Easter Schmeaster But Thankie Pysanky…

I don’t know, I may have mentioned before that I hate holidays and the only good thing about Easter is that the weather is usually nicer than it’s been in a long time. Well, yesterday, Sofia and I were invited over to our good friends, Susie, Jeff and Holden’s home to spend the better part of the day making pysanky. Pysanky are Ukranian easter eggs and the process consists of decorating eggs using a wax resist similar to batik. The process is also similar in ways to a particular hydro-abrasion process that a certain potter uses on his wares. What one needs nowadays is a pysanky kit (I think you can get them online) which you only need really for the dyes and the little wax styluses… then you need candles, beeswax, raw eggs and plenty of patience. I love doing this because we showed up at around 10 and there was coffee, bagels and fruit and we sat around a big table sometimes chatting but mostly quietly and intently decorating our eggs. Before I knew it, it was 4 in the afternoon.

I often romanticize about this sort of thing because it reminds me of the manner in which previous generations entertained themselves before television. Usually, I think about it in terms of playing cards, especially poker, because as a boy I would wander over to my grandparents’ home which was the same house as I was in and there would be a poker game going at least 3 or 4 days a week. The regulars from the neighborhood might drop in or maybe it was just family but it was always a festive atmosphere and it became clear to me in later years that it wasn’t so much about the card game as it was about an activity that required everyone to stay put, focus on a common thing and socialize. So anyway, here’s a picture of the styluses or styli, you put little pieces of beeswax in the tiny cup on the end and hold it over a candle until the wax starts to flow, then you draw with the wax on your egg…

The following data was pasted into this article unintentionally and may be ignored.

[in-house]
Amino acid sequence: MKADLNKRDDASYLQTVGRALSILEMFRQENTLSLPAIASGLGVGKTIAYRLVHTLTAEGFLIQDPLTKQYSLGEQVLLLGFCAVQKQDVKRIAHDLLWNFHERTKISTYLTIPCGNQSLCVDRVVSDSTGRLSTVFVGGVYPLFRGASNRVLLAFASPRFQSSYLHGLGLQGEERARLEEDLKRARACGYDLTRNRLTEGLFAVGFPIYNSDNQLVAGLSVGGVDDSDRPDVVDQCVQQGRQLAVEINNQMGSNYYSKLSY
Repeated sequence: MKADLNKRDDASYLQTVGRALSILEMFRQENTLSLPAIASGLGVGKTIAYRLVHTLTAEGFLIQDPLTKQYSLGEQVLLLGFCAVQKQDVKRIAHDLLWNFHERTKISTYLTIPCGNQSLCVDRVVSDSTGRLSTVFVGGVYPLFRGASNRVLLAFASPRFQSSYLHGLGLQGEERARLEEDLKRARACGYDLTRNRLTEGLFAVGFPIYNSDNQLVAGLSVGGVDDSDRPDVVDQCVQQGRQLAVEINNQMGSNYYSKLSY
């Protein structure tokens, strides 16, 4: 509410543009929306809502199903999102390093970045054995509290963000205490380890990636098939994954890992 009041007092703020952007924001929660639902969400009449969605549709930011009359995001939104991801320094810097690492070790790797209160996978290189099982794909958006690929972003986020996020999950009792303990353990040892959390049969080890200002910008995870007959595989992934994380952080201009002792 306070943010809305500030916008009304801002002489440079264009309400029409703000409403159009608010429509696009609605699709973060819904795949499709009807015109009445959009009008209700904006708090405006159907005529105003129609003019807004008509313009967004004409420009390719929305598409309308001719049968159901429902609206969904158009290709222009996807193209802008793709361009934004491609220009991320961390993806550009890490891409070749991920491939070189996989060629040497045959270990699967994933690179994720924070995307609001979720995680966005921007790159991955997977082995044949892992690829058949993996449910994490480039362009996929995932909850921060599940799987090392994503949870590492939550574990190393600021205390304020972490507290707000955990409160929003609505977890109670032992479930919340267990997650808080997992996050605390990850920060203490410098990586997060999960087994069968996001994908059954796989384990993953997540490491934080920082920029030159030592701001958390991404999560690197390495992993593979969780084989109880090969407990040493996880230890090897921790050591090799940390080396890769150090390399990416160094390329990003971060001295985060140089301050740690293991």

OK, so here’s the process in a nutshell… you draw with wax on an egg and dye it, then you add more wax and dye it again and repeat until you’re done and then you melt the wax that’s accumulated and wipe it off with a napkin. After that you carefully put holes in the ends of the egg and blow out the insides. Later, varnish is applied to all the eggs. So, if you start with a white egg, for instance and you draw a big “X” on it and dye it yellow, at that point you will have a yellow egg with a white “X”. Then if you draw your name above the “X” and dye it orange, the orange will cancel out the yellow and you will have an orange egg with your name in yellow and a white “X”. If you add circles all over the egg and dye it in green, you will have a green egg with orange circles, yellow name and white “X”. And so on and so on… so most people dye from light dyes to dark dyes because once you put a dark dye on, you can’t really get it to be lighter after that. This is similar to the shellac technique that it used on my pots because you have to think backwards a bit if you’re gonna do more than one layer of shellac. So here’s some pysanky-ers intent on their eggs…

And here’s the dye station with dyes segregated into lighter and darker…